I decided to look at the new framework from two angles. First: what does it mean to the “converted”, i.e. the ERM practitioners who are familiar with the matter and second, how does an ERM-skeptic (yes, they exist in large numbers… ) look at the new framework and more importantly would it convince him or her to become an ERM-believer?

for the converted

For the “converted” it seems to makes sense. The world has moved on, risks have become more complex, Cyber, IoT and other hot topics were not on the agenda 14 years ago when the original framework was published.

Furthermore, linking ERM to strategy and ultimately to performance also is the right thing to do. After all, elaborately conceived risk heat maps that end up in drawers don’t contribute much to a company’s performance. Boards have become bored with just looking at risk maps, showing numbers in red, amber and green.

And lastly, to counter the ever-increasing complexity of risk with a set of principles is probably the only way to go about it. It is impossible to define universal, detailed standards for today’s and tomorrow’s rapidly evolving risk landscape. Taking the “principles” route is an easy way around being tangible – this criticism of the new framework is heard often.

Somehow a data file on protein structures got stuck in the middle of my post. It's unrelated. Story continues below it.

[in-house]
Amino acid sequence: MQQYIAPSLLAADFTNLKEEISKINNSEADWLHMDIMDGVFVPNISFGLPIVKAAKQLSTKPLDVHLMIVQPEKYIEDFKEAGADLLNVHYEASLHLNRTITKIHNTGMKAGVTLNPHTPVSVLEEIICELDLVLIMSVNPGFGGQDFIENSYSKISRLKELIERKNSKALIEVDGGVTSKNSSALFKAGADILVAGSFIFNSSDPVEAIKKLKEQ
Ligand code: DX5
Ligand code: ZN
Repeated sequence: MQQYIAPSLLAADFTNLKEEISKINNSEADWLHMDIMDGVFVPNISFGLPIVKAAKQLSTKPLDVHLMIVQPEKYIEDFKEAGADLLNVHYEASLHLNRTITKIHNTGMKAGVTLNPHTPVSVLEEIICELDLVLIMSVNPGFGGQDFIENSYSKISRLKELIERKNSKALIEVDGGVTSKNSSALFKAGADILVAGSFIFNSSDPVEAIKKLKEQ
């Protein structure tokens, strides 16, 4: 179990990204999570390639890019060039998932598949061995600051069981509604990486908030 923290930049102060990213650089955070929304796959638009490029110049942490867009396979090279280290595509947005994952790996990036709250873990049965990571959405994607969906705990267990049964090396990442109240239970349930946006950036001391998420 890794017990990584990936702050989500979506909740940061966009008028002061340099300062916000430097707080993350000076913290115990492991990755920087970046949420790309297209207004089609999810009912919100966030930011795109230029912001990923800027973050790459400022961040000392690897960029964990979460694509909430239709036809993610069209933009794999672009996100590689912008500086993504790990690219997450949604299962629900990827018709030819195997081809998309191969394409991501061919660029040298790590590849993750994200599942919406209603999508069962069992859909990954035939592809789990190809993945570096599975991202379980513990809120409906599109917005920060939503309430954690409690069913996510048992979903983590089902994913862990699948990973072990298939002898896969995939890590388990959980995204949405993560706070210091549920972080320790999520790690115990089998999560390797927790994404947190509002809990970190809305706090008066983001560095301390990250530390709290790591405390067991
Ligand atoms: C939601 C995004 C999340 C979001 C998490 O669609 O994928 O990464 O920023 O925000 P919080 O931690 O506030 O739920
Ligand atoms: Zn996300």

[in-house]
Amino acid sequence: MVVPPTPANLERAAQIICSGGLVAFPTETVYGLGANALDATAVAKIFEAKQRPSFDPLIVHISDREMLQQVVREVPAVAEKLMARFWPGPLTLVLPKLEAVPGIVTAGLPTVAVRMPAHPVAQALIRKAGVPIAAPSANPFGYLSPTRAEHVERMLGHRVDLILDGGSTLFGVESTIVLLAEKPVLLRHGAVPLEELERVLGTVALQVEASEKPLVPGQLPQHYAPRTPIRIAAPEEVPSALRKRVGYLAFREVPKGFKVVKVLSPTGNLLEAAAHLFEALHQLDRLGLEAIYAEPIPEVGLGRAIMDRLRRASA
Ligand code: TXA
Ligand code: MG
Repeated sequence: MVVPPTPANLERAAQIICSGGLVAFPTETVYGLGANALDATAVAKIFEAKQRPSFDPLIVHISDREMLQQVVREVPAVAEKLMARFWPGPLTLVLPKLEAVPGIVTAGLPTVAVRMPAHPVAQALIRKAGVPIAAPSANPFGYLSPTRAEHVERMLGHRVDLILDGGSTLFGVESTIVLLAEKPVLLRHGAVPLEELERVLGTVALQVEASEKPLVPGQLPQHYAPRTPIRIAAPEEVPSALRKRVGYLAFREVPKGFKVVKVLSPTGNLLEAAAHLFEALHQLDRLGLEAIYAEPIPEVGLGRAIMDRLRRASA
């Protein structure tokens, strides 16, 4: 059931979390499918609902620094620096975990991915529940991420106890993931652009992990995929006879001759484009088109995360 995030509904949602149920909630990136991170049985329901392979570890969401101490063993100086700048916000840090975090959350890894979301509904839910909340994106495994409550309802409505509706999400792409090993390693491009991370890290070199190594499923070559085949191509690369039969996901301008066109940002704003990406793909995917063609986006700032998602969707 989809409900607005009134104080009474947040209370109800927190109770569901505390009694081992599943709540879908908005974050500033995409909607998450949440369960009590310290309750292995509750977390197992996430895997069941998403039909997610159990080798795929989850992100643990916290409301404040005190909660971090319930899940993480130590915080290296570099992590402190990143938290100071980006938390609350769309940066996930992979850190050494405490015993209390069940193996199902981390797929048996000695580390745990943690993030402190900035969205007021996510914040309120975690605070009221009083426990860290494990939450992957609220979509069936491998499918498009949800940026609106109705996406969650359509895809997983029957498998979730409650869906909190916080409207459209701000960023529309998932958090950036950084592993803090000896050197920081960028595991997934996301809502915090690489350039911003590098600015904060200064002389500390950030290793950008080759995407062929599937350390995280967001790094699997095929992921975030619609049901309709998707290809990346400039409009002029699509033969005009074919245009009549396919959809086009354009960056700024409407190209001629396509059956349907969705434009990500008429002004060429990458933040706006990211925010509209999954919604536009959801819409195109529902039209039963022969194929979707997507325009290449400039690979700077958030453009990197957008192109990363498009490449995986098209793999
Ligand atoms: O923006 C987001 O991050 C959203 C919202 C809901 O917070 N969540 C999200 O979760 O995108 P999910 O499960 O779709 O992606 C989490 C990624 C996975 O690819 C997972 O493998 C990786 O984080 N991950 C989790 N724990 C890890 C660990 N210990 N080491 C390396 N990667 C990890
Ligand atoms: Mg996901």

for the non-converted

stay tuned, update coming soon.



 

Natural hazards cause ‘un-natural’ disasters that man made!

Dr. Dennis Bessant, senior advisor to Megrow, has written a very interesting article about risk management. Asia Insurance Review  published the articles during the 14th Singapore International Reinsurance Conference.

 

page 1

page 2

Access the full article in pdf-format here.

And before you ask: yes, we have the publisher’s OK to go ahead with this blogpost.



 

Happy Birthday – Megrow Enters the Third Year of Operation

Megrow Enters the Third Year of Operation

Thanks to all customers and business partners, the past year has been a  great journey! Some existing clients decided to continue the work with Megrow and some new customers engaged my services. This is good testimony to my value proposition.  I continue to focus on “outcomes matter” and the made-to-measure business approach. Ultimately, every client is different and so is my work with and for the customer.

We are megrow

Megrow is transforming from an “I” into a “we”: Dennis Bessant is senior advisor to Megrow since Q3 2017. He brings extensive experience in the single risk field and decades of leadership track record with him. His knowledge will enhance our value proposition and ultimately work to the benefit of our clients. Read more about Dennis.